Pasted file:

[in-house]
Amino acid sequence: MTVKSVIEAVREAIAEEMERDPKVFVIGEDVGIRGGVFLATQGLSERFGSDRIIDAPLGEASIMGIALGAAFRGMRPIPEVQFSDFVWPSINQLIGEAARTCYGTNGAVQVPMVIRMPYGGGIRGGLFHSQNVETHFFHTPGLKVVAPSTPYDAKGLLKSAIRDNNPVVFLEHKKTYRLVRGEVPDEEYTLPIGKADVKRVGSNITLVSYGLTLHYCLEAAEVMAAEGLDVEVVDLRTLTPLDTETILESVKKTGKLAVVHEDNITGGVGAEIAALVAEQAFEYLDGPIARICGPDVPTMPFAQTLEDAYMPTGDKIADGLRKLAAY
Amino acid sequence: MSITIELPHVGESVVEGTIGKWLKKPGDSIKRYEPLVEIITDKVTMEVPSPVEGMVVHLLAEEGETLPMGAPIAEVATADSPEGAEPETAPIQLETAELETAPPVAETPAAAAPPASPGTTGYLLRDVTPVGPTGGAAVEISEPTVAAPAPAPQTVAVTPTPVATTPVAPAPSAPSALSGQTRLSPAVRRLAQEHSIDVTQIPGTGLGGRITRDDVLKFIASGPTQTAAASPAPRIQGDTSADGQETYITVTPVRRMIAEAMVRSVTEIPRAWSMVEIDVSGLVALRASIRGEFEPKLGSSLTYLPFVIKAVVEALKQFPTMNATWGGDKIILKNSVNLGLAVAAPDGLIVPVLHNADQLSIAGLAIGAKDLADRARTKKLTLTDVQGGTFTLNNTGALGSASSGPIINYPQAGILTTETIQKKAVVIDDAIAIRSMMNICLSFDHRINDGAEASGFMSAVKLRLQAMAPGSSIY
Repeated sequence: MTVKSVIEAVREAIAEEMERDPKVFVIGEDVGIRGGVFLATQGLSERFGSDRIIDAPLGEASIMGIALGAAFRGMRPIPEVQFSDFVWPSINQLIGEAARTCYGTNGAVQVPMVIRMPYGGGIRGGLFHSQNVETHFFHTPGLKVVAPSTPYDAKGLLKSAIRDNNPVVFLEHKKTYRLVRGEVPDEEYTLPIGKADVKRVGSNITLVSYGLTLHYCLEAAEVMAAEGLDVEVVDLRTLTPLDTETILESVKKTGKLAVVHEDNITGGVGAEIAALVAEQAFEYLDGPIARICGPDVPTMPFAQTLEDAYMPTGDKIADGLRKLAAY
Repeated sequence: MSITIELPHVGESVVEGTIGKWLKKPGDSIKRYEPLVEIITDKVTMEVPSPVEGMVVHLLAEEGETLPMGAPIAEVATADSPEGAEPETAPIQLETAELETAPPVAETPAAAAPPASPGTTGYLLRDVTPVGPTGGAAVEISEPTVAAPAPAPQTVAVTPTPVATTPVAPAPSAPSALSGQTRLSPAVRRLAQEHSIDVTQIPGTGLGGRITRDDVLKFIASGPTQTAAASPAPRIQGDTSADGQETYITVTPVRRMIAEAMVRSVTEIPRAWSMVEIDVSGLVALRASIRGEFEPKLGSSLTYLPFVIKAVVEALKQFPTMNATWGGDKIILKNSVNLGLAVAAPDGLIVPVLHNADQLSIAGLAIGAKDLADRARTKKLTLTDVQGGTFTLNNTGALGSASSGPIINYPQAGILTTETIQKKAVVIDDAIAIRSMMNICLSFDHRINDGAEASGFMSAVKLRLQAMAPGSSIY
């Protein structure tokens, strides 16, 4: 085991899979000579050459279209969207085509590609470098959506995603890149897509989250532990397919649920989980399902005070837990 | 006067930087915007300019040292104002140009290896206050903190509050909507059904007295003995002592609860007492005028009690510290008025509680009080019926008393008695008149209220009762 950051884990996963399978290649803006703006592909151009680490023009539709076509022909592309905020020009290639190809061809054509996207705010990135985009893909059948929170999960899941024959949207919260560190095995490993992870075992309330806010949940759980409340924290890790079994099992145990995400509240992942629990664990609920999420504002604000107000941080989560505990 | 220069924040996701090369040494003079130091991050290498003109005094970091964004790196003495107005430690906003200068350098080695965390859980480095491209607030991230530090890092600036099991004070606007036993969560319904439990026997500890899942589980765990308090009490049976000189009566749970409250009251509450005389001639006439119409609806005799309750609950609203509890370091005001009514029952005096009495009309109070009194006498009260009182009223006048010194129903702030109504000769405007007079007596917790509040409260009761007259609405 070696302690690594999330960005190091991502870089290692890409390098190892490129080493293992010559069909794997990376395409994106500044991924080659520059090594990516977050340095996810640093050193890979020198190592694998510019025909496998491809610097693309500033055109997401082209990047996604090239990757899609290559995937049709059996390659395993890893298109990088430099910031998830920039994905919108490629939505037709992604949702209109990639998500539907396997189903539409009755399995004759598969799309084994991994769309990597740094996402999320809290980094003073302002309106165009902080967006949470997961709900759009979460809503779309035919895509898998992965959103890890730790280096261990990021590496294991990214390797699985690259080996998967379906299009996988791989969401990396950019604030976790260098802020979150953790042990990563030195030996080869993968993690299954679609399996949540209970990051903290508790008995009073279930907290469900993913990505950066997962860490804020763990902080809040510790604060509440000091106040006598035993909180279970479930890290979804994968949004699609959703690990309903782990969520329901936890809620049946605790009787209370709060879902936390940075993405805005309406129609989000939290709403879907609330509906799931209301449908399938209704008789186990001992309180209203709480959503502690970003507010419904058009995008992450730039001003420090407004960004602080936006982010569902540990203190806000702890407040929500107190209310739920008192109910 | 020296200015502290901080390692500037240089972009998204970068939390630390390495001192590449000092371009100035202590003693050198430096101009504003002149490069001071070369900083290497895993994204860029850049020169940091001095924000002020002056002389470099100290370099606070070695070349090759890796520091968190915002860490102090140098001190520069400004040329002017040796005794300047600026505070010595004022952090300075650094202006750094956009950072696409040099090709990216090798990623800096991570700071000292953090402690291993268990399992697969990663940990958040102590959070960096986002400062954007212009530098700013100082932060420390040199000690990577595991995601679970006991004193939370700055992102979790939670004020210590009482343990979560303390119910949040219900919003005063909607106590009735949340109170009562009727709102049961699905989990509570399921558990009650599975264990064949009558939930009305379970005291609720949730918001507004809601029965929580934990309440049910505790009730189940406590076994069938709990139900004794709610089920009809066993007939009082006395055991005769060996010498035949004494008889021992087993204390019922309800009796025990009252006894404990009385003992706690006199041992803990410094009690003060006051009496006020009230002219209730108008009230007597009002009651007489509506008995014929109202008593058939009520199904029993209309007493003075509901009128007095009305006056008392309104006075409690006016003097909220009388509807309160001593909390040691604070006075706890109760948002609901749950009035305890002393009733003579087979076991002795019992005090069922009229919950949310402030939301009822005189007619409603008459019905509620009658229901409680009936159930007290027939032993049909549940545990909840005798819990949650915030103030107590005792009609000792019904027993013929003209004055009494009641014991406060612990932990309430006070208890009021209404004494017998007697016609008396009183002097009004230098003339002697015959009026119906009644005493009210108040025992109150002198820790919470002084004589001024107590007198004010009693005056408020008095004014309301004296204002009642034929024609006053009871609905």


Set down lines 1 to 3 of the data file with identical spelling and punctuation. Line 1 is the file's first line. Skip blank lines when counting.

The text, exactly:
[in-house]
Amino acid sequence: MTVKSVIEAVREAIAEEMERDPKVFVIGEDVGIRGGVFLATQGLSERFGSDRIIDAPLGEASIMGIALGAAFRGMRPIPEVQFSDFVWPSINQLIGEAARTCYGTNGAVQVPMVIRMPYGGGIRGGLFHSQNVETHFFHTPGLKVVAPSTPYDAKGLLKSAIRDNNPVVFLEHKKTYRLVRGEVPDEEYTLPIGKADVKRVGSNITLVSYGLTLHYCLEAAEVMAAEGLDVEVVDLRTLTPLDTETILESVKKTGKLAVVHEDNITGGVGAEIAALVAEQAFEYLDGPIARICGPDVPTMPFAQTLEDAYMPTGDKIADGLRKLAAY
Amino acid sequence: MSITIELPHVGESVVEGTIGKWLKKPGDSIKRYEPLVEIITDKVTMEVPSPVEGMVVHLLAEEGETLPMGAPIAEVATADSPEGAEPETAPIQLETAELETAPPVAETPAAAAPPASPGTTGYLLRDVTPVGPTGGAAVEISEPTVAAPAPAPQTVAVTPTPVATTPVAPAPSAPSALSGQTRLSPAVRRLAQEHSIDVTQIPGTGLGGRITRDDVLKFIASGPTQTAAASPAPRIQGDTSADGQETYITVTPVRRMIAEAMVRSVTEIPRAWSMVEIDVSGLVALRASIRGEFEPKLGSSLTYLPFVIKAVVEALKQFPTMNATWGGDKIILKNSVNLGLAVAAPDGLIVPVLHNADQLSIAGLAIGAKDLADRARTKKLTLTDVQGGTFTLNNTGALGSASSGPIINYPQAGILTTETIQKKAVVIDDAIAIRSMMNICLSFDHRINDGAEASGFMSAVKLRLQAMAPGSSIY